Why You Need to Provide a(n) Gimmick…Experience

  1. People value experiences. Studies have shown Gen Y is spending more money on experiences than items. Offer your audience a memorable experience and your branding will remain closer to top of mind.
  2. There’s a lot of noise out there. As I mentioned earlier, businesses are competing on the same level. They’re going after the same audience with the same value proposition. You will never stand out in the market this way. Offering an experience can help set you apart.
  3. People share experiences. Social media is making storytellers out of everyone. People are now sharing when they go to restaurants, when they take trips, and even when they see a rainbow or sunset. We are sharing every part of our lives, or at least the good parts. Because of this, we have a constant need for content and things to share. If you provide a meaningful experience, they will talk about it.
  4. Customers own your brand. In the age of Mad Men, they used to be able to control what people saw and thought about their products, services, or business. That is no longer the case. Customers own your brand now thanks to review sites and social media. Your brand is no longer so much what you are saying about it as what people feel and share about your company. Providing an experience can help you frame your brand in a beneficial light.
  5. It is likely to improve sales. Experiences improve sales for two reasons in addition to what was mentioned above. They bring more people in and the novelty entices people to try it. For instance, think about Carvana, the vending machine for cars. The actual sale of the car is probably similar to thousands of no-haggle pricing operations. But how you actually receive the car is quite different. Upon purchasing your car, you’re given a large coin that you then put into what appears to be a vending machine. A lift goes up to the car that is sitting in the glass tower and brings it down to you below. The experience is fascinating to watch and people are drawn to share with their friends and family about their new car purchase. When was the last time you talked about the purchase and not about the car? Carvana gets people talking about the experience surrounding the car acquisition, something that sets them aside from their competition.

Making a Gimmick More Palatable to Today’s Audiences

Okay, some modern-day marketers don’t really like the term “gimmick.” Marketers have cultivated a softer side, one that no longer believes in misleading the customer. But whether you call it a “gimmick” or an “experience”, the point is you’re trying to get the attention of your audience by providing them with something memorable. But to do so for today’s audience there’s one thing you need to do.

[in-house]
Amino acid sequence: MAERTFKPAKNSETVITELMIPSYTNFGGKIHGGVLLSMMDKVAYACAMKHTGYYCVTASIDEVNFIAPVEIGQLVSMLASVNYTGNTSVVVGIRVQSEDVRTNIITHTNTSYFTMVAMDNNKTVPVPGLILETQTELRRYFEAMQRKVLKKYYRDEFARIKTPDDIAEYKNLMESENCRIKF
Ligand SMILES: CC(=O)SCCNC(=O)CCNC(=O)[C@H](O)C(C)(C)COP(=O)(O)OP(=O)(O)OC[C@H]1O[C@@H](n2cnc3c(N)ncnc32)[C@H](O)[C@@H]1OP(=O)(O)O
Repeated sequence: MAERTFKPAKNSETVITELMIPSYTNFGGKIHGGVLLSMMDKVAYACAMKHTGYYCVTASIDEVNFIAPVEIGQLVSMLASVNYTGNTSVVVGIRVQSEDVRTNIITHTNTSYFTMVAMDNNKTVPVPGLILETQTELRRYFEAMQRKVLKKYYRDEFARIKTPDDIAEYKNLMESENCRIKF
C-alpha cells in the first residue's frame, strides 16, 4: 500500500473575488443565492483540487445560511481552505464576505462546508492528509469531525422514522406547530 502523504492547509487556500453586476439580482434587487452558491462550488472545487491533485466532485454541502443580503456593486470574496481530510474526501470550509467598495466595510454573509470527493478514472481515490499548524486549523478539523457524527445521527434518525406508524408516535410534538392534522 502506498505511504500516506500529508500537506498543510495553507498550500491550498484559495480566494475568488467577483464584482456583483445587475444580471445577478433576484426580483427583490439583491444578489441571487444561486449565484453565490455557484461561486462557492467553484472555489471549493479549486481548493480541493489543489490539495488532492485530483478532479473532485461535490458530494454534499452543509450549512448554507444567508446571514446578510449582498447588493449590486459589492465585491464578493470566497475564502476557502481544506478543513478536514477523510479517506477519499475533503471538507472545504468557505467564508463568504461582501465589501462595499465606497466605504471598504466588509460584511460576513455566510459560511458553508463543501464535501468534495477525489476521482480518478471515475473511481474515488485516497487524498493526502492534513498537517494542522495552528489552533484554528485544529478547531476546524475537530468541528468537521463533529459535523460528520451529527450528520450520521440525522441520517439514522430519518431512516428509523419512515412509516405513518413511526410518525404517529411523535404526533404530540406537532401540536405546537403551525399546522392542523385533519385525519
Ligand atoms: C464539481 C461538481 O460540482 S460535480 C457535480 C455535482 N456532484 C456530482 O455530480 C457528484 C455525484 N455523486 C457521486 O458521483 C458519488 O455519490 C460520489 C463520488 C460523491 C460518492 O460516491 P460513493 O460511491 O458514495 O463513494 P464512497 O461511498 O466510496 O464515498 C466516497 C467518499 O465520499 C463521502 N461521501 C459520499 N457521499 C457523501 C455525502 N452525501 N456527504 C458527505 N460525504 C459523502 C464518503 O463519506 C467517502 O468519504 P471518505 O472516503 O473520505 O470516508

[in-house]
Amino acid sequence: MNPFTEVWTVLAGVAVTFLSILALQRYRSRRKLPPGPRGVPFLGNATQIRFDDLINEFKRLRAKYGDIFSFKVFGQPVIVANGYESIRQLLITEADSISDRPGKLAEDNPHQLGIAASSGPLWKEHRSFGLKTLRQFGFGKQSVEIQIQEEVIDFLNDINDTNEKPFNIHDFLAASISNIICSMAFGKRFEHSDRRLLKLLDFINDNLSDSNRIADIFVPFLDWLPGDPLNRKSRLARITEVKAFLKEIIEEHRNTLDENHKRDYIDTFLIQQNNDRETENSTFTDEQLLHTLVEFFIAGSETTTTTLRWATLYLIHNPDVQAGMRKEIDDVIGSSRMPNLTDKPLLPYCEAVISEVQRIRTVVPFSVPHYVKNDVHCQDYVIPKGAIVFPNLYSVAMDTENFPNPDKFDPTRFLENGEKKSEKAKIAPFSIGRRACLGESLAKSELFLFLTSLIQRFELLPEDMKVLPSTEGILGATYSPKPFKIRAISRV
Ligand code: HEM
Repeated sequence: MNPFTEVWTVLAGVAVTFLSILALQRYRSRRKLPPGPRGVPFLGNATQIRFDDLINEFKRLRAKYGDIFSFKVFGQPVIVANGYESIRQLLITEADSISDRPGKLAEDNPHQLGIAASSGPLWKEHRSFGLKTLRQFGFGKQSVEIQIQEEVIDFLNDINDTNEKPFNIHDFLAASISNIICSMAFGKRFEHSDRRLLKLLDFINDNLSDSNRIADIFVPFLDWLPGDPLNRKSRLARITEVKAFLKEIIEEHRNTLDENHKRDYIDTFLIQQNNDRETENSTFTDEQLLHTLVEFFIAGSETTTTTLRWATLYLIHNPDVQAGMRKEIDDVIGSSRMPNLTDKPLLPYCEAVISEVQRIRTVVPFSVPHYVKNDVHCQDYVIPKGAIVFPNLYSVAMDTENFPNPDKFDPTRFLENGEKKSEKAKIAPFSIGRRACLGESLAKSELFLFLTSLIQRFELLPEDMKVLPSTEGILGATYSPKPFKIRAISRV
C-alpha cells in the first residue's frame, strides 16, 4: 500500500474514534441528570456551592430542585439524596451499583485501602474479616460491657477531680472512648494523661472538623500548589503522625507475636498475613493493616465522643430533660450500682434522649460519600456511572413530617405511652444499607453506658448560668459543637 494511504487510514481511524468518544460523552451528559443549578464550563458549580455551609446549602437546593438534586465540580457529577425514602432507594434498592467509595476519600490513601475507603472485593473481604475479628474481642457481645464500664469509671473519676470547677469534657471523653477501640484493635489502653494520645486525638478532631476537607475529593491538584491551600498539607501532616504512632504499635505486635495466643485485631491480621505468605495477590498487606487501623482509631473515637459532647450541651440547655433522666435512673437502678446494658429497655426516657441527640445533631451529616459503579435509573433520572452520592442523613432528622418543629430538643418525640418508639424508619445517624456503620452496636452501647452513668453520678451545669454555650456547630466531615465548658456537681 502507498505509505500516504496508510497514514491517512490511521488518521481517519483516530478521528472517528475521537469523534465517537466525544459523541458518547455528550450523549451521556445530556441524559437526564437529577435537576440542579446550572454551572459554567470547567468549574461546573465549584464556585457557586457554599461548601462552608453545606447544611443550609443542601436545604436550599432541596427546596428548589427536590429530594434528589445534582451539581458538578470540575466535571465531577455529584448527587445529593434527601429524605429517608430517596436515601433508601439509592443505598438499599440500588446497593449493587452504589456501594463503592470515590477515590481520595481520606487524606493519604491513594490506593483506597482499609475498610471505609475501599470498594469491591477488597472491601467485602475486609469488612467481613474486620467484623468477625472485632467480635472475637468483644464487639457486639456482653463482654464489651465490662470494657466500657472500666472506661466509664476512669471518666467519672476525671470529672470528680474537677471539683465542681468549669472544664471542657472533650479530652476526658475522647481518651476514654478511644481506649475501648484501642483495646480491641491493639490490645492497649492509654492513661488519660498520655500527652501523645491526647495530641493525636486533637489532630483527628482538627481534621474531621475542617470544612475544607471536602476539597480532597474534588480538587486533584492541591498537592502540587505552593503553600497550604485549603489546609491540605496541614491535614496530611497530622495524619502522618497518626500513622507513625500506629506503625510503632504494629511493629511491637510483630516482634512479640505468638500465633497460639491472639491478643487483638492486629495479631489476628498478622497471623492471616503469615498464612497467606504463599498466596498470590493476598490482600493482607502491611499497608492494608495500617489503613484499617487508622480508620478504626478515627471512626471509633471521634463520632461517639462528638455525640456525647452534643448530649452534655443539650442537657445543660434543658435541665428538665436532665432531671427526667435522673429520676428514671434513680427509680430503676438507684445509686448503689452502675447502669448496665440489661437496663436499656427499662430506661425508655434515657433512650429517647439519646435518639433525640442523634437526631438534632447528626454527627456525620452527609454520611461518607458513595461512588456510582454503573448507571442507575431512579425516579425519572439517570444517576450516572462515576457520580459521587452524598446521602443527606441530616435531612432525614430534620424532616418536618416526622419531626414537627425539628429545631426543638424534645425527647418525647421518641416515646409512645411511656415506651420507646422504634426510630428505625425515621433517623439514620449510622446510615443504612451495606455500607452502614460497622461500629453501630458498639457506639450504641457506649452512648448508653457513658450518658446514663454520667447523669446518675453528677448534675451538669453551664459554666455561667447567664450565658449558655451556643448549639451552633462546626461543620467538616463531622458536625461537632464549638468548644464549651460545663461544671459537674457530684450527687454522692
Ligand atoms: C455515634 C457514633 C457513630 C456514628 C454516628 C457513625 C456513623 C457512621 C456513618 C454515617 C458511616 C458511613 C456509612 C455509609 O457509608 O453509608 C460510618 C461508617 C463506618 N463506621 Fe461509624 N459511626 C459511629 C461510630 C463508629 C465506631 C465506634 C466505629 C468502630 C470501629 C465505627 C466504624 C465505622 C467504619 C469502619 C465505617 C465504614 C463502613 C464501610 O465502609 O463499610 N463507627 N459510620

You need to make sure the experience you’re providing is one that entertains, educates, inspires, or solves a problem for them. If your experience does one of those things, it will be a lot better received and no one will consider it a selfish marketing gimmick or ploy.

Put yourself in your customers’ shoes and provide them with something meaningful for their lives. It doesn’t have to be meaningful in a universal way. You don’t need to shoot for the Nobel Prize, but you do need for your customers to see it as beneficial to them personally.

If you can isolate what is meaningful to them you can provide a memorable experience on even a small budget. But if you misunderstand your target audience and their needs, even a big-budget experience will fall short.


Christina R. Green teaches small businesses, chambers, and associations how to connect through content. Her articles have appeared in the Midwest Society of Association Executives’ Magazine,, AssociationTech, and WritersWeekly. She is a regular blogger at and the Event Manager Blog.


How to Think Like A Storyteller

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By Christina R. Green

You’ve likely heard how telling your business story can help you connect to your audience. However, for storytelling to be effective for your business you don’t want to treat it as a marketing trick that you use on occasion when you’re writing copy for your website. For the most conversions and amplification of your message you want to think like a storyteller.  Here’s how you can become an expert business storyteller even if you can’t tell a story (or a joke).